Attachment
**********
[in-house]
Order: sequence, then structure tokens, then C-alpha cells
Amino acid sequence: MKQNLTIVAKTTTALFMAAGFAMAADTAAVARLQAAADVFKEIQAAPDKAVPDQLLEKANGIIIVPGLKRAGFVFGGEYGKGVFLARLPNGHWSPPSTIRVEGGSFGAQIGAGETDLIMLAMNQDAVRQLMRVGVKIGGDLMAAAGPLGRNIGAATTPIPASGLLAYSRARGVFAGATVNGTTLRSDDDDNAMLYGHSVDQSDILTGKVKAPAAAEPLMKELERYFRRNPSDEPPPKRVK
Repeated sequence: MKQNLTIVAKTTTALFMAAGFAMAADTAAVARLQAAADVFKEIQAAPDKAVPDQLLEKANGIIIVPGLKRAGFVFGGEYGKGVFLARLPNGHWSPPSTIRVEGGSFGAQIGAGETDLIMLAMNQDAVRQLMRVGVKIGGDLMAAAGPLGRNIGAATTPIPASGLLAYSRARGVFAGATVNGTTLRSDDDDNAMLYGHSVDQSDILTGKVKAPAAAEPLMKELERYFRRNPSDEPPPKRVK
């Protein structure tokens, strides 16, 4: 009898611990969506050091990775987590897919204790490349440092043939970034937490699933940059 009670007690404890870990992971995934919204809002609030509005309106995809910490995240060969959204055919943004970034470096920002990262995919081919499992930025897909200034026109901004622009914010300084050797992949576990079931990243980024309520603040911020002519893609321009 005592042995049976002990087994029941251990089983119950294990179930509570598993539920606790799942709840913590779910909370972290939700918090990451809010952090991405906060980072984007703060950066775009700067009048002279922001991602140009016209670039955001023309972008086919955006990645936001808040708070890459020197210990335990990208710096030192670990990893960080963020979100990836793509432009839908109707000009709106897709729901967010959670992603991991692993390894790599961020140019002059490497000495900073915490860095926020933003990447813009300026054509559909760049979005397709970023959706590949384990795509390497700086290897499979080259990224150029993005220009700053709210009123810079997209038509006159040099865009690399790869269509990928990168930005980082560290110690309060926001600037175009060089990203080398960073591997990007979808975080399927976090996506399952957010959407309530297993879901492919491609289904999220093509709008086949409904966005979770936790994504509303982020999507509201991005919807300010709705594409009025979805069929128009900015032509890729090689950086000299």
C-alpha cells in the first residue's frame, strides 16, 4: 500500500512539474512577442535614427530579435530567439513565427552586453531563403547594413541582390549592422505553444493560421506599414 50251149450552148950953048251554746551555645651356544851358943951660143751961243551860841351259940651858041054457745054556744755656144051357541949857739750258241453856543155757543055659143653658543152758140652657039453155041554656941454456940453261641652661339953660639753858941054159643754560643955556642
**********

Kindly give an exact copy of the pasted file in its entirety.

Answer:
[in-house]
Order: sequence, then structure tokens, then C-alpha cells
Amino acid sequence: MKQNLTIVAKTTTALFMAAGFAMAADTAAVARLQAAADVFKEIQAAPDKAVPDQLLEKANGIIIVPGLKRAGFVFGGEYGKGVFLARLPNGHWSPPSTIRVEGGSFGAQIGAGETDLIMLAMNQDAVRQLMRVGVKIGGDLMAAAGPLGRNIGAATTPIPASGLLAYSRARGVFAGATVNGTTLRSDDDDNAMLYGHSVDQSDILTGKVKAPAAAEPLMKELERYFRRNPSDEPPPKRVK
Repeated sequence: MKQNLTIVAKTTTALFMAAGFAMAADTAAVARLQAAADVFKEIQAAPDKAVPDQLLEKANGIIIVPGLKRAGFVFGGEYGKGVFLARLPNGHWSPPSTIRVEGGSFGAQIGAGETDLIMLAMNQDAVRQLMRVGVKIGGDLMAAAGPLGRNIGAATTPIPASGLLAYSRARGVFAGATVNGTTLRSDDDDNAMLYGHSVDQSDILTGKVKAPAAAEPLMKELERYFRRNPSDEPPPKRVK
């Protein structure tokens, strides 16, 4: 009898611990969506050091990775987590897919204790490349440092043939970034937490699933940059 009670007690404890870990992971995934919204809002609030509005309106995809910490995240060969959204055919943004970034470096920002990262995919081919499992930025897909200034026109901004622009914010300084050797992949576990079931990243980024309520603040911020002519893609321009 005592042995049976002990087994029941251990089983119950294990179930509570598993539920606790799942709840913590779910909370972290939700918090990451809010952090991405906060980072984007703060950066775009700067009048002279922001991602140009016209670039955001023309972008086919955006990645936001808040708070890459020197210990335990990208710096030192670990990893960080963020979100990836793509432009839908109707000009709106897709729901967010959670992603991991692993390894790599961020140019002059490497000495900073915490860095926020933003990447813009300026054509559909760049979005397709970023959706590949384990795509390497700086290897499979080259990224150029993005220009700053709210009123810079997209038509006159040099865009690399790869269509990928990168930005980082560290110690309060926001600037175009060089990203080398960073591997990007979808975080399927976090996506399952957010959407309530297993879901492919491609289904999220093509709008086949409904966005979770936790994504509303982020999507509201991005919807300010709705594409009025979805069929128009900015032509890729090689950086000299």
C-alpha cells in the first residue's frame, strides 16, 4: 500500500512539474512577442535614427530579435530567439513565427552586453531563403547594413541582390549592422505553444493560421506599414 50251149450552148950953048251554746551555645651356544851358943951660143751961243551860841351259940651858041054457745054556744755656144051357541949857739750258241453856543155757543055659143653658543152758140652657039453155041554656941454456940453261641652661339953660639753858941054159643754560643955556642